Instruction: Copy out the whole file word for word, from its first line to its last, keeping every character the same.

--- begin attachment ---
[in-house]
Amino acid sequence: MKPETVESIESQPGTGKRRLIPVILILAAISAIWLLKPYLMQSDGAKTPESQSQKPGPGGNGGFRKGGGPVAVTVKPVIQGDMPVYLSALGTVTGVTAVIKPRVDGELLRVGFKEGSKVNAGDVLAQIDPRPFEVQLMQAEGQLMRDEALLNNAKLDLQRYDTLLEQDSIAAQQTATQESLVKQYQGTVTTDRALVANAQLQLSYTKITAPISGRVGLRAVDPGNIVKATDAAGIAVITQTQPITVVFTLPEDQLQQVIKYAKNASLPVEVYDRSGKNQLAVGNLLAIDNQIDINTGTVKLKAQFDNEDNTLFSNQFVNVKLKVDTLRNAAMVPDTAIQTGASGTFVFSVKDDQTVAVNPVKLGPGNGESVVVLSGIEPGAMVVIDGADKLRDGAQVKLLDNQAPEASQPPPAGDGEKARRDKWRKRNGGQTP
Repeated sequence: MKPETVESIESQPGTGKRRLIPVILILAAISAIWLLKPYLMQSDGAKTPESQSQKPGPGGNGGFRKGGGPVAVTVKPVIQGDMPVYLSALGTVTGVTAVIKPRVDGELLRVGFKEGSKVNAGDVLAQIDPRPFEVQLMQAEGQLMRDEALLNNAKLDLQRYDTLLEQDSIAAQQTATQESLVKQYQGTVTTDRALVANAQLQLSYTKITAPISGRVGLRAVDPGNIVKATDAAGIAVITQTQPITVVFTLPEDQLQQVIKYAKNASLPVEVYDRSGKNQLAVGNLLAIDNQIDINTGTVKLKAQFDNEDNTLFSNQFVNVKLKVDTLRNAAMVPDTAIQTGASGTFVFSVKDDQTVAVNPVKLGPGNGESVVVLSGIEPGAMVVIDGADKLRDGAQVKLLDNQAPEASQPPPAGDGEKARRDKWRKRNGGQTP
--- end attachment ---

[in-house]
Amino acid sequence: MKPETVESIESQPGTGKRRLIPVILILAAISAIWLLKPYLMQSDGAKTPESQSQKPGPGGNGGFRKGGGPVAVTVKPVIQGDMPVYLSALGTVTGVTAVIKPRVDGELLRVGFKEGSKVNAGDVLAQIDPRPFEVQLMQAEGQLMRDEALLNNAKLDLQRYDTLLEQDSIAAQQTATQESLVKQYQGTVTTDRALVANAQLQLSYTKITAPISGRVGLRAVDPGNIVKATDAAGIAVITQTQPITVVFTLPEDQLQQVIKYAKNASLPVEVYDRSGKNQLAVGNLLAIDNQIDINTGTVKLKAQFDNEDNTLFSNQFVNVKLKVDTLRNAAMVPDTAIQTGASGTFVFSVKDDQTVAVNPVKLGPGNGESVVVLSGIEPGAMVVIDGADKLRDGAQVKLLDNQAPEASQPPPAGDGEKARRDKWRKRNGGQTP
Repeated sequence: MKPETVESIESQPGTGKRRLIPVILILAAISAIWLLKPYLMQSDGAKTPESQSQKPGPGGNGGFRKGGGPVAVTVKPVIQGDMPVYLSALGTVTGVTAVIKPRVDGELLRVGFKEGSKVNAGDVLAQIDPRPFEVQLMQAEGQLMRDEALLNNAKLDLQRYDTLLEQDSIAAQQTATQESLVKQYQGTVTTDRALVANAQLQLSYTKITAPISGRVGLRAVDPGNIVKATDAAGIAVITQTQPITVVFTLPEDQLQQVIKYAKNASLPVEVYDRSGKNQLAVGNLLAIDNQIDINTGTVKLKAQFDNEDNTLFSNQFVNVKLKVDTLRNAAMVPDTAIQTGASGTFVFSVKDDQTVAVNPVKLGPGNGESVVVLSGIEPGAMVVIDGADKLRDGAQVKLLDNQAPEASQPPPAGDGEKARRDKWRKRNGGQTP